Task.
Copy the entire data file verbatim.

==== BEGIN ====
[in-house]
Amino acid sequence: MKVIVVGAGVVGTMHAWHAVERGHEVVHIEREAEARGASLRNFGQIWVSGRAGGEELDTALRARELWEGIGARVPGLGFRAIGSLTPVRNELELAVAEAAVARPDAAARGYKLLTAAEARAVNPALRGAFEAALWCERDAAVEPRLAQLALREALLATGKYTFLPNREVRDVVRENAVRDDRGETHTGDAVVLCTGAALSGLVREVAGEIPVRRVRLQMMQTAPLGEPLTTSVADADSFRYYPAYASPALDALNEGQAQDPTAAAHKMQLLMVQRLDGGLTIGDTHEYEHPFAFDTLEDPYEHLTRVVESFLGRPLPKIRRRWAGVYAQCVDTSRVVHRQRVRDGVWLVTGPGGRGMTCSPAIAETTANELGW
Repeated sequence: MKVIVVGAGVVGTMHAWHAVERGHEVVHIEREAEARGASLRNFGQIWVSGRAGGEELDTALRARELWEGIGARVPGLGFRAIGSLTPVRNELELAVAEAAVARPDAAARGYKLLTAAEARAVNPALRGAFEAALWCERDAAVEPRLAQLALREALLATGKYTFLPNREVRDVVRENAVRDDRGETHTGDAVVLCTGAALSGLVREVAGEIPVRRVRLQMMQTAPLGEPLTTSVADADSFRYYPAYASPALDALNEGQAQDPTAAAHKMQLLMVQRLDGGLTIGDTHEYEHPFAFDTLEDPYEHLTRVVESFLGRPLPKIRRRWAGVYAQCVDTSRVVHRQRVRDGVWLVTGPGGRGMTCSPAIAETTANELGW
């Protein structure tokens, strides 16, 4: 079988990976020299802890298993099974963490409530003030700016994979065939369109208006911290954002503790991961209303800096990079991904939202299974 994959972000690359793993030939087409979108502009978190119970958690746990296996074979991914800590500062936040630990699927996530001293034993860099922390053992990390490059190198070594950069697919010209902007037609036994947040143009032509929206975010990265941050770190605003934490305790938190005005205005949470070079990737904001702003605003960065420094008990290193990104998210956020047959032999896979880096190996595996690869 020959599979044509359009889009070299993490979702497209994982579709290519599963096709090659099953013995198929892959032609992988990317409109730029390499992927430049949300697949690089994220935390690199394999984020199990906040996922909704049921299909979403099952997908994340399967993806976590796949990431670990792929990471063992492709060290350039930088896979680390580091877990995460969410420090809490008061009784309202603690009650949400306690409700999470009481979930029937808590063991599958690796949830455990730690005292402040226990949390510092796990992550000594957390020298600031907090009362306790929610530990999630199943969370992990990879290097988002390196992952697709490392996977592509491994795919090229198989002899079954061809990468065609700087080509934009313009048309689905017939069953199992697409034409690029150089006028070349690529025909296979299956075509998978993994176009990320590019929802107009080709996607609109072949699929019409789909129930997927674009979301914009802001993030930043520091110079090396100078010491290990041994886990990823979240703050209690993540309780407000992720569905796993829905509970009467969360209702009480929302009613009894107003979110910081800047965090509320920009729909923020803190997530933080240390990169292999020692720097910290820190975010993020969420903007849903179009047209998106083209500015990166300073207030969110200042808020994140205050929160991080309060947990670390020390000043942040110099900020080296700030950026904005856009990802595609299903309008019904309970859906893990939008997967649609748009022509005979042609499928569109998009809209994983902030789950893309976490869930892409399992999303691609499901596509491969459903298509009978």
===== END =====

[in-house]
Amino acid sequence: MKVIVVGAGVVGTMHAWHAVERGHEVVHIEREAEARGASLRNFGQIWVSGRAGGEELDTALRARELWEGIGARVPGLGFRAIGSLTPVRNELELAVAEAAVARPDAAARGYKLLTAAEARAVNPALRGAFEAALWCERDAAVEPRLAQLALREALLATGKYTFLPNREVRDVVRENAVRDDRGETHTGDAVVLCTGAALSGLVREVAGEIPVRRVRLQMMQTAPLGEPLTTSVADADSFRYYPAYASPALDALNEGQAQDPTAAAHKMQLLMVQRLDGGLTIGDTHEYEHPFAFDTLEDPYEHLTRVVESFLGRPLPKIRRRWAGVYAQCVDTSRVVHRQRVRDGVWLVTGPGGRGMTCSPAIAETTANELGW
Repeated sequence: MKVIVVGAGVVGTMHAWHAVERGHEVVHIEREAEARGASLRNFGQIWVSGRAGGEELDTALRARELWEGIGARVPGLGFRAIGSLTPVRNELELAVAEAAVARPDAAARGYKLLTAAEARAVNPALRGAFEAALWCERDAAVEPRLAQLALREALLATGKYTFLPNREVRDVVRENAVRDDRGETHTGDAVVLCTGAALSGLVREVAGEIPVRRVRLQMMQTAPLGEPLTTSVADADSFRYYPAYASPALDALNEGQAQDPTAAAHKMQLLMVQRLDGGLTIGDTHEYEHPFAFDTLEDPYEHLTRVVESFLGRPLPKIRRRWAGVYAQCVDTSRVVHRQRVRDGVWLVTGPGGRGMTCSPAIAETTANELGW
């Protein structure tokens, strides 16, 4: 079988990976020299802890298993099974963490409530003030700016994979065939369109208006911290954002503790991961209303800096990079991904939202299974 994959972000690359793993030939087409979108502009978190119970958690746990296996074979991914800590500062936040630990699927996530001293034993860099922390053992990390490059190198070594950069697919010209902007037609036994947040143009032509929206975010990265941050770190605003934490305790938190005005205005949470070079990737904001702003605003960065420094008990290193990104998210956020047959032999896979880096190996595996690869 020959599979044509359009889009070299993490979702497209994982579709290519599963096709090659099953013995198929892959032609992988990317409109730029390499992927430049949300697949690089994220935390690199394999984020199990906040996922909704049921299909979403099952997908994340399967993806976590796949990431670990792929990471063992492709060290350039930088896979680390580091877990995460969410420090809490008061009784309202603690009650949400306690409700999470009481979930029937808590063991599958690796949830455990730690005292402040226990949390510092796990992550000594957390020298600031907090009362306790929610530990999630199943969370992990990879290097988002390196992952697709490392996977592509491994795919090229198989002899079954061809990468065609700087080509934009313009048309689905017939069953199992697409034409690029150089006028070349690529025909296979299956075509998978993994176009990320590019929802107009080709996607609109072949699929019409789909129930997927674009979301914009802001993030930043520091110079090396100078010491290990041994886990990823979240703050209690993540309780407000992720569905796993829905509970009467969360209702009480929302009613009894107003979110910081800047965090509320920009729909923020803190997530933080240390990169292999020692720097910290820190975010993020969420903007849903179009047209998106083209500015990166300073207030969110200042808020994140205050929160991080309060947990670390020390000043942040110099900020080296700030950026904005856009990802595609299903309008019904309970859906893990939008997967649609748009022509005979042609499928569109998009809209994983902030789950893309976490869930892409399992999303691609499901596509491969459903298509009978």